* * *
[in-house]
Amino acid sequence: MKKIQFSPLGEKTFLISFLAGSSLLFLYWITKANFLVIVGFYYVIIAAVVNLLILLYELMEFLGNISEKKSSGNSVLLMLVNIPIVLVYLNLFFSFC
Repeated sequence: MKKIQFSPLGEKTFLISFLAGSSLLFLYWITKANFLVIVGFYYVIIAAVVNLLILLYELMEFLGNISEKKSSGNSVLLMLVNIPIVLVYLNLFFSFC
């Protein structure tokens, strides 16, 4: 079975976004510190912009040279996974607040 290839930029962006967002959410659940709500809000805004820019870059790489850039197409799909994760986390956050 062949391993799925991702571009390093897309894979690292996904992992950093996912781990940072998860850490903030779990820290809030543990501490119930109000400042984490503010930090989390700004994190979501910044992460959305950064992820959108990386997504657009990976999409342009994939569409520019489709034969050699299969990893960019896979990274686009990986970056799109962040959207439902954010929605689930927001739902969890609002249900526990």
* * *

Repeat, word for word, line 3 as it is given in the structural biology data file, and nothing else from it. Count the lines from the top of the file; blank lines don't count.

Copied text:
Repeated sequence: MKKIQFSPLGEKTFLISFLAGSSLLFLYWITKANFLVIVGFYYVIIAAVVNLLILLYELMEFLGNISEKKSSGNSVLLMLVNIPIVLVYLNLFFSFC